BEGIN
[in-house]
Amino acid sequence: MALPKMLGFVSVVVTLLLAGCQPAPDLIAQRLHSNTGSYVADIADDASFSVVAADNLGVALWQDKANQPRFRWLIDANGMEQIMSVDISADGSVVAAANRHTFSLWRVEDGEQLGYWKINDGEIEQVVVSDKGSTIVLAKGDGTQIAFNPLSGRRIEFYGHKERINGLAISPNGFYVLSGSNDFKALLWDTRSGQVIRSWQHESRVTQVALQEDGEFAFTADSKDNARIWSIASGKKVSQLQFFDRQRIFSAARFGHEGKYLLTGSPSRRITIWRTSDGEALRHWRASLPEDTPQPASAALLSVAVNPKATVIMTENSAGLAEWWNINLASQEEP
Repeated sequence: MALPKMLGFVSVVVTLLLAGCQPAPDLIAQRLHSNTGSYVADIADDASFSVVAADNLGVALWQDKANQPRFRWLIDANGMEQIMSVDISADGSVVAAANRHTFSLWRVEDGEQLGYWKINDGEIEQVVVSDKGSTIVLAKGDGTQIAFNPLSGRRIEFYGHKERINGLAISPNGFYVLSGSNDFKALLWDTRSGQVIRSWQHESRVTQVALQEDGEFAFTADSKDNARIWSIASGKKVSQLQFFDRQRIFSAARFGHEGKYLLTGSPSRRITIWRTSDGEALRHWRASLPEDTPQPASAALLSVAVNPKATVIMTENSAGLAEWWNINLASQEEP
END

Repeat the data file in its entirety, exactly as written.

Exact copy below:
[in-house]
Amino acid sequence: MALPKMLGFVSVVVTLLLAGCQPAPDLIAQRLHSNTGSYVADIADDASFSVVAADNLGVALWQDKANQPRFRWLIDANGMEQIMSVDISADGSVVAAANRHTFSLWRVEDGEQLGYWKINDGEIEQVVVSDKGSTIVLAKGDGTQIAFNPLSGRRIEFYGHKERINGLAISPNGFYVLSGSNDFKALLWDTRSGQVIRSWQHESRVTQVALQEDGEFAFTADSKDNARIWSIASGKKVSQLQFFDRQRIFSAARFGHEGKYLLTGSPSRRITIWRTSDGEALRHWRASLPEDTPQPASAALLSVAVNPKATVIMTENSAGLAEWWNINLASQEEP
Repeated sequence: MALPKMLGFVSVVVTLLLAGCQPAPDLIAQRLHSNTGSYVADIADDASFSVVAADNLGVALWQDKANQPRFRWLIDANGMEQIMSVDISADGSVVAAANRHTFSLWRVEDGEQLGYWKINDGEIEQVVVSDKGSTIVLAKGDGTQIAFNPLSGRRIEFYGHKERINGLAISPNGFYVLSGSNDFKALLWDTRSGQVIRSWQHESRVTQVALQEDGEFAFTADSKDNARIWSIASGKKVSQLQFFDRQRIFSAARFGHEGKYLLTGSPSRRITIWRTSDGEALRHWRASLPEDTPQPASAALLSVAVNPKATVIMTENSAGLAEWWNINLASQEEP